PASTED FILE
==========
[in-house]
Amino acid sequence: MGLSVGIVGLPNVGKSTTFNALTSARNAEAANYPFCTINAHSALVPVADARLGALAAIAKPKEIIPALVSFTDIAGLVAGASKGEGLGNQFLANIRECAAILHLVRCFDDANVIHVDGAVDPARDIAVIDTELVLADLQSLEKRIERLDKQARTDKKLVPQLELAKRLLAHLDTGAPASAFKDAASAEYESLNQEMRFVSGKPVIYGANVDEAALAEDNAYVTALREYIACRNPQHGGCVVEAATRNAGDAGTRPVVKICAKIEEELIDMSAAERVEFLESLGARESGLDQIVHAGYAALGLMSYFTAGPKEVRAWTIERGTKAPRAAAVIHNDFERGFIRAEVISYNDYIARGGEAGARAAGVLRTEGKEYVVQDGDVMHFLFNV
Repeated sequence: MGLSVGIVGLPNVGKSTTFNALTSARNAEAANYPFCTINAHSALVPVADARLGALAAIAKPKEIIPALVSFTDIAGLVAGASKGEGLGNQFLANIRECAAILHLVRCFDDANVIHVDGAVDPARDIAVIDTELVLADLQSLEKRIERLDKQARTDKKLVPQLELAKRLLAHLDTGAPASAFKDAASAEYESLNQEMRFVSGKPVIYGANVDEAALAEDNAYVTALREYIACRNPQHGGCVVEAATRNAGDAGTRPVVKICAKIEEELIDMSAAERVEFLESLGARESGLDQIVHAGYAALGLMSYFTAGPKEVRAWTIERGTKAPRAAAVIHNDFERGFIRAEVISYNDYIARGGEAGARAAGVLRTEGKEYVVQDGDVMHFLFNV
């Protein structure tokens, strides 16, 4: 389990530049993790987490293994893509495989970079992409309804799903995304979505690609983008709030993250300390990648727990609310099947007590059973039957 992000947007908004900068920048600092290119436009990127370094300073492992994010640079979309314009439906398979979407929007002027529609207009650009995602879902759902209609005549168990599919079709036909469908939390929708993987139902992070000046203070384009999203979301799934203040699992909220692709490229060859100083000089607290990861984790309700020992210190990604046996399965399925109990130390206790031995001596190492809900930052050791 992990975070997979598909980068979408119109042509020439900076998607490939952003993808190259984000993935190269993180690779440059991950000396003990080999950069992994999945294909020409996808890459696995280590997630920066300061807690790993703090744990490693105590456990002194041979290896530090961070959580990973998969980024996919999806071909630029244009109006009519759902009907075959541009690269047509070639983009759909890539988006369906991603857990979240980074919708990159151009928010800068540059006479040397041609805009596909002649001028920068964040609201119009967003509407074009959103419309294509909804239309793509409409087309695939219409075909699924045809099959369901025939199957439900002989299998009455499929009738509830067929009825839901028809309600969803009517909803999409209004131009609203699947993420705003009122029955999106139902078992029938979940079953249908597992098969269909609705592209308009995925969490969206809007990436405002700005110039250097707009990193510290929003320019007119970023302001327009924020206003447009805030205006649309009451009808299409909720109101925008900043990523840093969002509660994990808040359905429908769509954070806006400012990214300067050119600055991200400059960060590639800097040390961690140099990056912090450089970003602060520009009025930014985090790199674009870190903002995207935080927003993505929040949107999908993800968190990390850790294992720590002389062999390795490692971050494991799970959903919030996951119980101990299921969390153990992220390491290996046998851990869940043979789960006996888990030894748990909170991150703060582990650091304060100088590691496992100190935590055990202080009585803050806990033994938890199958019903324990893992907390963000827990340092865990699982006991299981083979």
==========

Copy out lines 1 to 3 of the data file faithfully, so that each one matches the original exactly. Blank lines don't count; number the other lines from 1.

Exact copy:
[in-house]
Amino acid sequence: MGLSVGIVGLPNVGKSTTFNALTSARNAEAANYPFCTINAHSALVPVADARLGALAAIAKPKEIIPALVSFTDIAGLVAGASKGEGLGNQFLANIRECAAILHLVRCFDDANVIHVDGAVDPARDIAVIDTELVLADLQSLEKRIERLDKQARTDKKLVPQLELAKRLLAHLDTGAPASAFKDAASAEYESLNQEMRFVSGKPVIYGANVDEAALAEDNAYVTALREYIACRNPQHGGCVVEAATRNAGDAGTRPVVKICAKIEEELIDMSAAERVEFLESLGARESGLDQIVHAGYAALGLMSYFTAGPKEVRAWTIERGTKAPRAAAVIHNDFERGFIRAEVISYNDYIARGGEAGARAAGVLRTEGKEYVVQDGDVMHFLFNV
Repeated sequence: MGLSVGIVGLPNVGKSTTFNALTSARNAEAANYPFCTINAHSALVPVADARLGALAAIAKPKEIIPALVSFTDIAGLVAGASKGEGLGNQFLANIRECAAILHLVRCFDDANVIHVDGAVDPARDIAVIDTELVLADLQSLEKRIERLDKQARTDKKLVPQLELAKRLLAHLDTGAPASAFKDAASAEYESLNQEMRFVSGKPVIYGANVDEAALAEDNAYVTALREYIACRNPQHGGCVVEAATRNAGDAGTRPVVKICAKIEEELIDMSAAERVEFLESLGARESGLDQIVHAGYAALGLMSYFTAGPKEVRAWTIERGTKAPRAAAVIHNDFERGFIRAEVISYNDYIARGGEAGARAAGVLRTEGKEYVVQDGDVMHFLFNV